One of the most challenging hurdles in an online class is taking a final. Granted, different professors will handle exams differently. In my case, my professor sent an email with the final through the online class management tool. Once we opened the file, we had 75 minutes to complete it and email the file back to him. This is a very nerve-wracking process – and it requires a great deal of preparation. First, one has to tell those that they live with that they need 75 uninterrupted minutes – all together. This sounds like an easy task to complete, but I can tell you it isn’t. While it can be very difficult to force oneself to put the required time in for an online class, it is even more difficult to get those that you live with to understand that you need to spend time studying. I find it easiest to make sure that I have the house to myself in order to take finals.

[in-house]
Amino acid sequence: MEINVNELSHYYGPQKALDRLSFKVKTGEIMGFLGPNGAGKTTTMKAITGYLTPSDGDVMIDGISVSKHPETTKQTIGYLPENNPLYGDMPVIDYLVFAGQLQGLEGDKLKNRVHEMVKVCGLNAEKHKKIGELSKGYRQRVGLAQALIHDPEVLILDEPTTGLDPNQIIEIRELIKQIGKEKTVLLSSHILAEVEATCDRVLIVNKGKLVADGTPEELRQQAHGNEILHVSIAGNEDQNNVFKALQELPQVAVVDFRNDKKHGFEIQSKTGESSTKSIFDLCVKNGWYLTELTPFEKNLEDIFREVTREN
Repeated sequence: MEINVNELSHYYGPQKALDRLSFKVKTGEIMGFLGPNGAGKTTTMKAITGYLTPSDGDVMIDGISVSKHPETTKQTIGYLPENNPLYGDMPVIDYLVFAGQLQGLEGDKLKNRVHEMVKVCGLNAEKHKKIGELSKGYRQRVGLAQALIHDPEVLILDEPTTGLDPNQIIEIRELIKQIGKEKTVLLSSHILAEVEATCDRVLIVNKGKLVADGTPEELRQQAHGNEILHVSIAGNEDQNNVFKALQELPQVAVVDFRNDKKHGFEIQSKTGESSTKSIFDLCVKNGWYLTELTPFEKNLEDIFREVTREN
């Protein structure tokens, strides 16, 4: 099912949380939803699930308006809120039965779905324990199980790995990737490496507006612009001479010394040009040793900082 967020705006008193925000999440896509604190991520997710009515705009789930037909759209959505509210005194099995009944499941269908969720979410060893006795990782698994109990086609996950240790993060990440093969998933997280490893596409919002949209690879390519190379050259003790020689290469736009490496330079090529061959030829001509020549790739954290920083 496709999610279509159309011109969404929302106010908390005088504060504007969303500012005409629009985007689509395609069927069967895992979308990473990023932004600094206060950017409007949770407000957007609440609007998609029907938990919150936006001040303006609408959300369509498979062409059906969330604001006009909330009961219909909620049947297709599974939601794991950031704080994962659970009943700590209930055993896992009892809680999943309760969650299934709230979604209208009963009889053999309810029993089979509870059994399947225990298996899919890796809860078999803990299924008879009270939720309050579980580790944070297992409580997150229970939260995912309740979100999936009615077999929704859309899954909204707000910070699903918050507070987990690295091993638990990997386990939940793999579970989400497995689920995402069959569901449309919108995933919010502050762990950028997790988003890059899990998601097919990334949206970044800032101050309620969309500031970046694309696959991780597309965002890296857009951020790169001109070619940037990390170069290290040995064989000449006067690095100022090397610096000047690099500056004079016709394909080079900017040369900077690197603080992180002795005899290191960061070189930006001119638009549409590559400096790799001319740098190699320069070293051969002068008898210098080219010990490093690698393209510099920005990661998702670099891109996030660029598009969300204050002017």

Once I am assured of having a time period without anyone home, there are several other steps that I take to prepare. I get both the regular phone and my cell phone – while I don’t answer either of them, I do put them next to me with the caller ID clearly visible. If the phone rings, I will be distracted so it is easiest to quickly look to see who is calling. Today, I lucked out and no phones rang. I turn the tv on to a show that I enjoy and that I have seen. I need to have the tv on, but I don’t want the show to be something to which I am inclined to pay attention. I turn the volume down low, mostly so I won’t be distracted by the loud commercials. While I took my final a couple of hours ago, I put an episode of Seinfeld on – a show that I generally know well enough not to have to pay attention to. With those items in place, I get my laptop ready – and plug in the power cord. Using up the power and having to find the cord would cut into my allotted time. It is important to use the facilities – even getting up to go to the bathroom would cause a serious interruption in concentration. I like to have a glass of water handy also. With these items in place, I sit in an upright chair with a lap desk for my laptop. I then take a deep breath and get to work. I make sure to have pen and paper handy if I need to write down notes, etc. I also use the paper to write down the actual time that I opened the test – and the time by which I must have it completed. I like to have a clock close so that I know how much time I have left. This can be tough. The first time I took a final this way, I wasted too much time looking to see what time it was. I’m happy to say that today, I was able to pace myself much better – and I only looked at the clock once every 15 minutes or so.